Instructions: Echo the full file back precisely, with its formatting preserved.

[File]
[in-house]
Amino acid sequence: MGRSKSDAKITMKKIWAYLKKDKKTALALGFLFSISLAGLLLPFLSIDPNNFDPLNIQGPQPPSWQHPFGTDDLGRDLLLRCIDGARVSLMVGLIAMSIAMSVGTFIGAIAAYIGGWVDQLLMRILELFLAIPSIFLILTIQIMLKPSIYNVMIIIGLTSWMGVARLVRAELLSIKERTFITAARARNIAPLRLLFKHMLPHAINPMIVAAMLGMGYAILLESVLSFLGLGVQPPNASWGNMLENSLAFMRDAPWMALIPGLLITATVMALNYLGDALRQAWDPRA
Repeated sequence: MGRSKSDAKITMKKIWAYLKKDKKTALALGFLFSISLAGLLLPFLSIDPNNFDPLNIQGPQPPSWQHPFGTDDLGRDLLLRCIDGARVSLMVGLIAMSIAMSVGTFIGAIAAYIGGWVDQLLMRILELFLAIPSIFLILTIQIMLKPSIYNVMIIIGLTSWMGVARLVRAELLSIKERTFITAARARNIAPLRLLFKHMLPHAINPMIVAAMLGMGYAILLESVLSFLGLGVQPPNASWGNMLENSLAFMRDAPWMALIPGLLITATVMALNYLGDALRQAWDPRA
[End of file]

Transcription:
[in-house]
Amino acid sequence: MGRSKSDAKITMKKIWAYLKKDKKTALALGFLFSISLAGLLLPFLSIDPNNFDPLNIQGPQPPSWQHPFGTDDLGRDLLLRCIDGARVSLMVGLIAMSIAMSVGTFIGAIAAYIGGWVDQLLMRILELFLAIPSIFLILTIQIMLKPSIYNVMIIIGLTSWMGVARLVRAELLSIKERTFITAARARNIAPLRLLFKHMLPHAINPMIVAAMLGMGYAILLESVLSFLGLGVQPPNASWGNMLENSLAFMRDAPWMALIPGLLITATVMALNYLGDALRQAWDPRA
Repeated sequence: MGRSKSDAKITMKKIWAYLKKDKKTALALGFLFSISLAGLLLPFLSIDPNNFDPLNIQGPQPPSWQHPFGTDDLGRDLLLRCIDGARVSLMVGLIAMSIAMSVGTFIGAIAAYIGGWVDQLLMRILELFLAIPSIFLILTIQIMLKPSIYNVMIIIGLTSWMGVARLVRAELLSIKERTFITAARARNIAPLRLLFKHMLPHAINPMIVAAMLGMGYAILLESVLSFLGLGVQPPNASWGNMLENSLAFMRDAPWMALIPGLLITATVMALNYLGDALRQAWDPRA